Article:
If one did want to hedge against a Ukraine invasion – or even the prospect of a switch from a US puppet regime to a Russian puppet regime, then it would probably be worth looking at the big Ag companies. The likes of Cargill, Louis Dreyfus etc are profiting enormously from grain exports from Ukraine – the strong harvest and the lack of storage in Ukraine itself means that most of Ukraine’s grain goes for export. Unfortunately for monitoring or trading purposes most of the top ten largest commodity traders are private, but both Archer Daniels (ADM) and Bunge (BG) are quoted – as is Glencore, (GLEN) although that is more minerals and energy.

As the chart shows – timed since the start of the escalation of tensions, not coincidentally we suspect around the time of a new German Chancellor – the markets don’t appear to fear a change of regime in Ukraine any time soon.

Agricultural Commodity Traders not reflecting possible regime change in Ukraine

Bloomberg Market Thinking

The markets are probably considering the recent history that Russia has had with US accusations – Russia Collusion, Trump impeachments, Skripal and now Ukraine – where the burden of proof is somehow flipped to be on the Russians to prove that they are not doing what the US is accusing them of, rather than the US providing any proof (at all) to support their theory/accusation. The same is true this time; the evidence is apparently ‘classified’ and we are instead expected to accept it on the basis of Putin’s character (again based on their presentation of such) and the US say-so.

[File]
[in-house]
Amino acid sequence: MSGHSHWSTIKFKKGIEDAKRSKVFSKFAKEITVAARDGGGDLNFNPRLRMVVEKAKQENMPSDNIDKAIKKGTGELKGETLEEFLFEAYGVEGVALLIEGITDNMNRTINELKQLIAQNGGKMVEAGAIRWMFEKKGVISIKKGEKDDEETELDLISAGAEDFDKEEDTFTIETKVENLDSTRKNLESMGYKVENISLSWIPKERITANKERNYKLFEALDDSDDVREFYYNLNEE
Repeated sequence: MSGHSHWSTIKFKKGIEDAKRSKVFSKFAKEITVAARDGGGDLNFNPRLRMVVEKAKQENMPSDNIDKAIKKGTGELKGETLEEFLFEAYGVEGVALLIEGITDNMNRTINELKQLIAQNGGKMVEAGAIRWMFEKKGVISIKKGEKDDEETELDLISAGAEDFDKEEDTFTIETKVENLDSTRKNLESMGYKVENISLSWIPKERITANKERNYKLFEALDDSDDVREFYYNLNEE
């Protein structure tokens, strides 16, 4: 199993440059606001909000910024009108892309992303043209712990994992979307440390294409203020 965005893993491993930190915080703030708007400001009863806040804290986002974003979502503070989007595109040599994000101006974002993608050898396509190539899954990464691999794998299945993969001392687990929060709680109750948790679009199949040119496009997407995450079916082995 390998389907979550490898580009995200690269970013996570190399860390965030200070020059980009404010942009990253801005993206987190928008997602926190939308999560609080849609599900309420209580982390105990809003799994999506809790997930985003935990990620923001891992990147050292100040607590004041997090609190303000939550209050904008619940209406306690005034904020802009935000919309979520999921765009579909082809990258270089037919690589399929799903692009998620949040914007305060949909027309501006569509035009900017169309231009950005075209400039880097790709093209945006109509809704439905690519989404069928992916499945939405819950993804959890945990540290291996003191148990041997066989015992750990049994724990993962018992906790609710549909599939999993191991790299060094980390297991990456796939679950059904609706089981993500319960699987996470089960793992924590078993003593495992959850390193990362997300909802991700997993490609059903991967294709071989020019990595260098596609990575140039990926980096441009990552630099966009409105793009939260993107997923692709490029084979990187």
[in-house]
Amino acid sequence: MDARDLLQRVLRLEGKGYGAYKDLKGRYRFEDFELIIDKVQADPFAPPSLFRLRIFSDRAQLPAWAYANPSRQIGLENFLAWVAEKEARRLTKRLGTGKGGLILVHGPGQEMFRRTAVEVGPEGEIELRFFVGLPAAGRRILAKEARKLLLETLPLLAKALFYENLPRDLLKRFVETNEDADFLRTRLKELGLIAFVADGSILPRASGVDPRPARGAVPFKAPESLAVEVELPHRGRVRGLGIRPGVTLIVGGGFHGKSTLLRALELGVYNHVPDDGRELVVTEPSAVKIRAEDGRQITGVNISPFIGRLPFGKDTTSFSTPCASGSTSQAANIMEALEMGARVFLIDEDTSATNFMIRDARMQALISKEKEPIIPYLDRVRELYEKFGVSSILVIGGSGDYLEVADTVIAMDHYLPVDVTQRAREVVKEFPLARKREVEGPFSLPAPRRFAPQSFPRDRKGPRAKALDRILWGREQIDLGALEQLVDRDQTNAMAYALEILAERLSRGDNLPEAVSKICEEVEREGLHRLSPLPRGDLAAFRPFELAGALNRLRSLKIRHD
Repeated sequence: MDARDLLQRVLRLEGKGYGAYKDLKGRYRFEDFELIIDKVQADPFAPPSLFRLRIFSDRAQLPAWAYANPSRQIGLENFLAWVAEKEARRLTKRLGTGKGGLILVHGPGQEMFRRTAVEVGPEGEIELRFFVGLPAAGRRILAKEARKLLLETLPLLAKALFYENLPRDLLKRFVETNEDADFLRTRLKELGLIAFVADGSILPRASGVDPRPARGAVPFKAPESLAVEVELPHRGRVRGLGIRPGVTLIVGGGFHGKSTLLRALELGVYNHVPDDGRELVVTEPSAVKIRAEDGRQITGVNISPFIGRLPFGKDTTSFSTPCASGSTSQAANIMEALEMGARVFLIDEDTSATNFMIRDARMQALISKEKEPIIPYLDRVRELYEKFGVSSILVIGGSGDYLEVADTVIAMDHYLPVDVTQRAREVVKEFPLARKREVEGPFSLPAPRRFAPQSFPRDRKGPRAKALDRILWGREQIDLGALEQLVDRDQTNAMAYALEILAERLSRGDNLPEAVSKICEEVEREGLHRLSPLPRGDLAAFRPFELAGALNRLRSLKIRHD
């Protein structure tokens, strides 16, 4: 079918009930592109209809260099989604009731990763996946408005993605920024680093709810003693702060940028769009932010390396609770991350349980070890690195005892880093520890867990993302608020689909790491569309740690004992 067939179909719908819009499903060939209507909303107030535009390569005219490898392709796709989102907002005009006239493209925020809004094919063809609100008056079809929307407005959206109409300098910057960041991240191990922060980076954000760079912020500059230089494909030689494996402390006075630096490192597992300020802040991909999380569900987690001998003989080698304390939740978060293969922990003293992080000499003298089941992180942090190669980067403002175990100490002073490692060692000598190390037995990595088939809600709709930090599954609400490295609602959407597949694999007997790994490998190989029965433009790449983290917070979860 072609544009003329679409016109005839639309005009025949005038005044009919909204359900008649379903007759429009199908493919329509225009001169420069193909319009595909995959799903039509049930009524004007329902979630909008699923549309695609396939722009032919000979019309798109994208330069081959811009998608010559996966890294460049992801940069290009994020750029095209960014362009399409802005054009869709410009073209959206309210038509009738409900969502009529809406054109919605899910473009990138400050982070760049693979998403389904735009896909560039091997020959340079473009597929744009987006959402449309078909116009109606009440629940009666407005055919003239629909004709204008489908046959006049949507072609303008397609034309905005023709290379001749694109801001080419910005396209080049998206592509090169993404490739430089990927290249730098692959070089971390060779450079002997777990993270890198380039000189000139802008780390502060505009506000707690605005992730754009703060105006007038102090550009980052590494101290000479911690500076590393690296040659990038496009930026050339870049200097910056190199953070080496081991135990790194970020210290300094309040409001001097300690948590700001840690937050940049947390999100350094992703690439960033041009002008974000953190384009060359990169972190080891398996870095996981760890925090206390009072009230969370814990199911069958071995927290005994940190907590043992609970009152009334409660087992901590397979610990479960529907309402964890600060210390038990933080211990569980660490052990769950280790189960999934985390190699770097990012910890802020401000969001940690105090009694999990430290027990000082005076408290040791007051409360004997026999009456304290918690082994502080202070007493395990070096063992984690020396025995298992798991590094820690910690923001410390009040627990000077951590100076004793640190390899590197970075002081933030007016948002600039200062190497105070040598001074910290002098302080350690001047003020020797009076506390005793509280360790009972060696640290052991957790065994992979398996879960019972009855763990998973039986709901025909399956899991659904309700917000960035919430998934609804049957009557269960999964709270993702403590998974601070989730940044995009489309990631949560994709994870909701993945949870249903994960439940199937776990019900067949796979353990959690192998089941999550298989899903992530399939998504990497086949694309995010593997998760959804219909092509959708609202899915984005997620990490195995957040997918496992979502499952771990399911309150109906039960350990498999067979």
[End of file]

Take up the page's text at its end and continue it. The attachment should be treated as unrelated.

They are evidently giving more credence to Russia, which has stated clearly that it is not going to invade Ukraine, but that it will protect Russian citizens in the event of an attack by Ukraine on the breakaway Donbass region, which has essentially been at low level civil war since 2014. It has also clearly stated that what it wants is for Ukraine to not host any NATO (US) weapons that could threaten Russia. Neither is exactly unreasonable, and in reality this is no different from ‘The East’ sponsoring a Color Revolution in, say, Mexico and then subsequently sending fleets through the Gulf of Mexico on July 4th to ensure ‘freedom of navigation’, backing Mexican claims to mineral rights off Texas and then subsequently declaring that ‘the US is about to invade Mexico’ and demanding that the rest of the world impose sanctions.